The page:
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Peace Operations is a recent study focusing on, as the title of the book suggests, peacekeeping activities; though emphasis is paid to the role of the United Nations (UN) in peacekeeping efforts. The book provides a very clear and coherent understanding of the historical developments, organization and structure of peacekeeping operations, and Diehl explains how peacekeeping has gradually evolved into a wide-range of conflict management missions and tech¬niques, for the purposes of inducing peace in conflict-prone regions, providing international buffers between conflicting states and assisting in post-conflict reconciliation efforts.

Peace operations have become a very important conceptual and practical tool in conflict management, whether utilized by the UN, other organizations or by states. Thus, understanding the problematic associated to peacekeeping – when to deploy peacekeepers, with what mandate – is crucial for revealing approaches to contemporary international security. This book researches peace operations, and serves to illustrate their reason and impact in wider international relations.

Diehl distinguishes several varieties of peace operations including: traditional peacekeeping, peace-building, second generation peacekeeping, robust peacekeeping, peace enforcement, preventive diplomacy, and peacemaking (pp. 4–12). Diehl also explains the implicit and explicit differences between peacekeeping operations and more traditional military operations, distinctions which are needed to clear away some confusion that naturally emerge when discussing the deployment of armed forces into a combat zone. Indeed, Diehl analyses traditional peacekeeping with the help of the “holy trinity:” host state consent, impartiality, and minimum use of force (p. 6) to set the tone for the rest of the book.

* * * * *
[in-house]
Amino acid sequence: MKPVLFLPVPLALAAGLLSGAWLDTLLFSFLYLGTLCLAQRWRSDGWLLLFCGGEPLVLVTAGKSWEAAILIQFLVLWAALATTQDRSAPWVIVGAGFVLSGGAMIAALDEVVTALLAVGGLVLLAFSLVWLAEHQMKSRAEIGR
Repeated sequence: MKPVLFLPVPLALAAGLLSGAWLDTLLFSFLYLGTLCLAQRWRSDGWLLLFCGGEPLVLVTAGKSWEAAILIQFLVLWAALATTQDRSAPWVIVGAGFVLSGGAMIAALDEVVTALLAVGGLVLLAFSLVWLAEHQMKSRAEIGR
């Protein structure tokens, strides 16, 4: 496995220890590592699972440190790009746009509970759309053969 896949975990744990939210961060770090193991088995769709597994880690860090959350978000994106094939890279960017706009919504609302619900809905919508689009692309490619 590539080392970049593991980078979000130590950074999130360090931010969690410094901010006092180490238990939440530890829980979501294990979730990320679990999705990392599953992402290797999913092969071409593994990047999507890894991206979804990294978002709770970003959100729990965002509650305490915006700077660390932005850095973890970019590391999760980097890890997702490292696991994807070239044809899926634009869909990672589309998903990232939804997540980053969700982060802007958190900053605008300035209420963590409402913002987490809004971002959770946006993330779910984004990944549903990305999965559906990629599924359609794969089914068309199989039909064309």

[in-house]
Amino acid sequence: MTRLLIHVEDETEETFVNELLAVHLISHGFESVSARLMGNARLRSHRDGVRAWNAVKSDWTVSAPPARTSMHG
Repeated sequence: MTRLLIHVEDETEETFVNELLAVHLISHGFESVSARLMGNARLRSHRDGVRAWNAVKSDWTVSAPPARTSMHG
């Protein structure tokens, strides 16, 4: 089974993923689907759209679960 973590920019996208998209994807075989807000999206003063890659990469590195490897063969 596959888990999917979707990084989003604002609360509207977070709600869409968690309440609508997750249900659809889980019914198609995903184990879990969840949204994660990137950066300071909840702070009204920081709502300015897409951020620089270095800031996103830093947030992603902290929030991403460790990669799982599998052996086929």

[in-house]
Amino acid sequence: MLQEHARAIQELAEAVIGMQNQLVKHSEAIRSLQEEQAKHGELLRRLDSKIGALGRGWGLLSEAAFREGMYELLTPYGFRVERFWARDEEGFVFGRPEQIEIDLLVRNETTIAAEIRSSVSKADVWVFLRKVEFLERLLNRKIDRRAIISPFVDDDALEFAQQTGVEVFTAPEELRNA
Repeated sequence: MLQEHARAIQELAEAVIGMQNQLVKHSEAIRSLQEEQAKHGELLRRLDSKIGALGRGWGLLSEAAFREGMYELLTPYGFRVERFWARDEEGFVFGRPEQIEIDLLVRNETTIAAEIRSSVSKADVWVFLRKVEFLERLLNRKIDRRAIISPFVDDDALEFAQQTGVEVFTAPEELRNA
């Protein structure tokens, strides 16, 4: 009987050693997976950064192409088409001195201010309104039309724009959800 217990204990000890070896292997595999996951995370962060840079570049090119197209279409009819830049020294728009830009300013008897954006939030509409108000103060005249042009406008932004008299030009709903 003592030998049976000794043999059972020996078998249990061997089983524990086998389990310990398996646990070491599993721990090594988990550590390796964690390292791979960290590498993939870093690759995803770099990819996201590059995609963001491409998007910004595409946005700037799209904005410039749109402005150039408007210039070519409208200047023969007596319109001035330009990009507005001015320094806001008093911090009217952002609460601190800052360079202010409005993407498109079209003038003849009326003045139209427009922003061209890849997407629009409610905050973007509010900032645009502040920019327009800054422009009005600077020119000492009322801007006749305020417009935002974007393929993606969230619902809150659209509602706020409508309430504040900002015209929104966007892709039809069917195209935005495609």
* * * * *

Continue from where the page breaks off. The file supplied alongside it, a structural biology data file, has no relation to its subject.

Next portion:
To date, more than one hundred peace missions have been deployed in¬ternationally with the majority of them occurring within the last two decades – since the end of the Cold War – and chapter two provides a historical narrative for peace operations beginning with the creation of the League of Nations, over-viewing early peace operations and summarizing the findings for when and where peace operations were deployed since they do not accompany all conflicts around the world (p. 2). This chapter provides a historical, rather than an analytical approach, though it clearly explains the evolution of peacekeeping, and clarifies how it evolved. It also encompasses a brief highlight of the United Nations Emergency Force (UNEF I) and the UN Operation in the Congo (ONUC).

In an attempt to highlight the organization of peace operations, Diehl builds on different kinds of organizational schemes for peace operations as they vary in how they are organized, funded and supplied. First, Diehl analyses the pros and cons of having a peace operation organized by the UN. He then examines the peace operations conducted by regional organizations, multilateral and unilateral organizations and other alternatives (pp. 68–77). The following part is dedicated to personnel, and focus is also paid to financing operations and includes various examples of how operations may be funded (pp. 98–117). The UN, among other organizations, usually does not maintain a standing army, and are therefore dependent on member states’ contributions. Diehl thus elaborates important organizational problems related to predicting the size of peace operations, where he describes the factors that affect the size of a deployed force. Moreover, Diehl also deals with the question of who provides the peacekeepers, for example which states contribute to which operations (p. 98).